A run-off parliamentary election took place in Iran Friday, with President Hassan Rowhani's allied reformists hoping to solidify wins against the country's hardline Muslim clerics.
The remaining 68 of parliament's 290 seats are up for grabs. The first results are due to be announced on Saturday evening.
Some 17 million Iranians were registered to take part in the vote, according to the Interior Ministry, which had extended voting in 55 districts for two hours until 8 pm (1530 GMT).
In southern Iran, four people were injured after shots were fired at a polling station, the ministry reported earlier Friday.
The shooting occurred in the city of Mamasani in the Fars province, according to local media. Police have reportedly identified the shooter and are investigating.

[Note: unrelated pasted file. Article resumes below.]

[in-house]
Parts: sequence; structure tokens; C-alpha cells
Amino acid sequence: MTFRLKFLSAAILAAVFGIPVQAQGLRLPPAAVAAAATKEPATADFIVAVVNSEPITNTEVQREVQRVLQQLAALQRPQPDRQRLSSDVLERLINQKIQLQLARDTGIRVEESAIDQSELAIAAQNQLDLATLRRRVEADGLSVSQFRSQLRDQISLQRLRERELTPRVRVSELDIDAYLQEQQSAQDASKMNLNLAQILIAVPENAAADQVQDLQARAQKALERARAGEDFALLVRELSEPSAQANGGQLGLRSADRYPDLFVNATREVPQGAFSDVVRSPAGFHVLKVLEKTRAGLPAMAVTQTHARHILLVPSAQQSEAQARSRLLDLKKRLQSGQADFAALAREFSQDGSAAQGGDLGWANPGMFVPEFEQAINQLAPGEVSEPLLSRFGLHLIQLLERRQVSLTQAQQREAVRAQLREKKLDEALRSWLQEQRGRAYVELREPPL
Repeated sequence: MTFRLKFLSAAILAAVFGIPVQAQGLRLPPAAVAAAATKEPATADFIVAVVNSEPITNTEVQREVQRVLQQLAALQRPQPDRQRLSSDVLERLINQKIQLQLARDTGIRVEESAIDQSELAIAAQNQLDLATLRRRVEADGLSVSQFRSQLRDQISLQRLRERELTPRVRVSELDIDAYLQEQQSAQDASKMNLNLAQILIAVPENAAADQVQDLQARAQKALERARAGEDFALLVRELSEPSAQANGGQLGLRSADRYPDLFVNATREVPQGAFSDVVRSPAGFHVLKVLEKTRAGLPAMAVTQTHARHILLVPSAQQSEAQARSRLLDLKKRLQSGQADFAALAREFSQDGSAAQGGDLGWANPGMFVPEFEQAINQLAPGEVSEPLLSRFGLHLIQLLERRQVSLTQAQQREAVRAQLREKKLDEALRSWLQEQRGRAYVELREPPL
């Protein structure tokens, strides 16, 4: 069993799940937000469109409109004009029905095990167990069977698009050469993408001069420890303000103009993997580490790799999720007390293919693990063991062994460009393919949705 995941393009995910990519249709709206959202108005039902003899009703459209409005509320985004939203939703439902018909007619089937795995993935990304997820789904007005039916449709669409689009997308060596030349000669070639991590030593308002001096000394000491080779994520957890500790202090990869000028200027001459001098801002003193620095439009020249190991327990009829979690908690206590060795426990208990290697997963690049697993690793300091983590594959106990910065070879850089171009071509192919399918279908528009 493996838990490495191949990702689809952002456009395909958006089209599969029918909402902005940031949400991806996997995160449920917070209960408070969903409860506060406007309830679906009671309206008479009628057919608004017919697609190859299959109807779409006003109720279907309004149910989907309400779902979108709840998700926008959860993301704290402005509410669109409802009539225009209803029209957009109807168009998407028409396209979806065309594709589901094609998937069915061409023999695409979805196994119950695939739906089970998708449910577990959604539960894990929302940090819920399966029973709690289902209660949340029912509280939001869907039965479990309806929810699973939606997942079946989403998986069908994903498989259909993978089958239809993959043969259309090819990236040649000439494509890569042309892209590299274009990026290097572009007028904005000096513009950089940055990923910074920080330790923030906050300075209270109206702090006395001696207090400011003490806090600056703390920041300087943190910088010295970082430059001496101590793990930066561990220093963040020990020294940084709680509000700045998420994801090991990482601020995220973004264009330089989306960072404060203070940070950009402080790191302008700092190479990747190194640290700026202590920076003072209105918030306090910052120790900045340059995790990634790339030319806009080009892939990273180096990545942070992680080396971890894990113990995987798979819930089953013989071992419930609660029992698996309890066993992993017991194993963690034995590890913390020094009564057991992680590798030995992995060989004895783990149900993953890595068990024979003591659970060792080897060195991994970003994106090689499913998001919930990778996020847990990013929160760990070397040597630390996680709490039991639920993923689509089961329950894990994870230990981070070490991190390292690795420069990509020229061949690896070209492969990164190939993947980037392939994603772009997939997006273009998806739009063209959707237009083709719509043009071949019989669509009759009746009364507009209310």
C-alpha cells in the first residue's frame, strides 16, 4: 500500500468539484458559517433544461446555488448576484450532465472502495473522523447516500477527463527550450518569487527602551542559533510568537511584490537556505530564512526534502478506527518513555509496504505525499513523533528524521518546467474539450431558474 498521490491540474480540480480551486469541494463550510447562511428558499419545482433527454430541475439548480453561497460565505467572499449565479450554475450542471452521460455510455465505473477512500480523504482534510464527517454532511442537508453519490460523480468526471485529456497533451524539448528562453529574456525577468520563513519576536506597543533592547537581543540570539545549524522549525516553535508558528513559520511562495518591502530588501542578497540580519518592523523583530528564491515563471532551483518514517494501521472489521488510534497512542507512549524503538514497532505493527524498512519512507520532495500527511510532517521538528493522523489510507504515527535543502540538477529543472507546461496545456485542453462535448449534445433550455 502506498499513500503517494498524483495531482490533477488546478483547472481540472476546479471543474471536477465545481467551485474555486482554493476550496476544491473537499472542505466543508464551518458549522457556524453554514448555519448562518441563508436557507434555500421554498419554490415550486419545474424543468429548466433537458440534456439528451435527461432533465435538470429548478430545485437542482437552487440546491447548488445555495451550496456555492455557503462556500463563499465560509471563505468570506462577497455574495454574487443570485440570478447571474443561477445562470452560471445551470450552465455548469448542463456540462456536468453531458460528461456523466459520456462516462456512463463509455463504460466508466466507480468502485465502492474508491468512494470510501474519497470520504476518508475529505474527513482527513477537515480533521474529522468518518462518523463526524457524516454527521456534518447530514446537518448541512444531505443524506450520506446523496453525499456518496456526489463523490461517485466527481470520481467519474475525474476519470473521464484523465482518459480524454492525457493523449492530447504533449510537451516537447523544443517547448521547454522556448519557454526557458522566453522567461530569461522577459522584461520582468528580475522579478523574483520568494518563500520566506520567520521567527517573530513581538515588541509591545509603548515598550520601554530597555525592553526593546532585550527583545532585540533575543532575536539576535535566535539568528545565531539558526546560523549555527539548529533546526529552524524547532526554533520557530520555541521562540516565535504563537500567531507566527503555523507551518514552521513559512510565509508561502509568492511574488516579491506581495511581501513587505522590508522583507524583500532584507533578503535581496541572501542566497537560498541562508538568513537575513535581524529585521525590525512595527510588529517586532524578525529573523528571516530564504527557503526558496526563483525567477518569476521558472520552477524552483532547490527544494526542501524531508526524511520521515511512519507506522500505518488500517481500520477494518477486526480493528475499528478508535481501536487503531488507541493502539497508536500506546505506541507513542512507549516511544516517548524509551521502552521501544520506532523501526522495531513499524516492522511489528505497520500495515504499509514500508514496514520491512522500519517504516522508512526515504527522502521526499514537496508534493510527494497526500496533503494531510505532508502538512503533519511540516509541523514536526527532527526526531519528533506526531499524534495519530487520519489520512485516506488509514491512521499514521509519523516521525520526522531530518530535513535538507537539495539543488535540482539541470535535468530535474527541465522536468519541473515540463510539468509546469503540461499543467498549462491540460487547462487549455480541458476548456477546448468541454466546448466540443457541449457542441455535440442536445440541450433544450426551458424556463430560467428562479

A spokesman for the Interior Ministry could provide no further details.
The first round of voting in February saw a victory for reformist candidates allied with President Hassan Rowhani against hardliners. Reformists in Tehran, for example, won all 30 parliamentary seats outright.
A fundamental reason for the hardliners' electoral defeat in February was coalition talks prior to the elections between reformists and the moderate conservatives. Unlike the three previous legislative periods, conservatives decided against a coalition with hardliners.
According to observers, the run-off is unlikely to change the direction of the new parliament, with the results from the first round in large cities such as Tehran and Isfahan supporting reformists. These estimates hold that reformists will dominate the new parliament, with the next legislative period due to commence on May 28.
The election results have been seen as an indication of Iranians' support for their reformist president, who limited the country's nuclear programme to obtain the lifting of international sanctions in a recent deal with international powers.
With Rowhani reformists in parliament, the way is also paved for his re-election in June next year.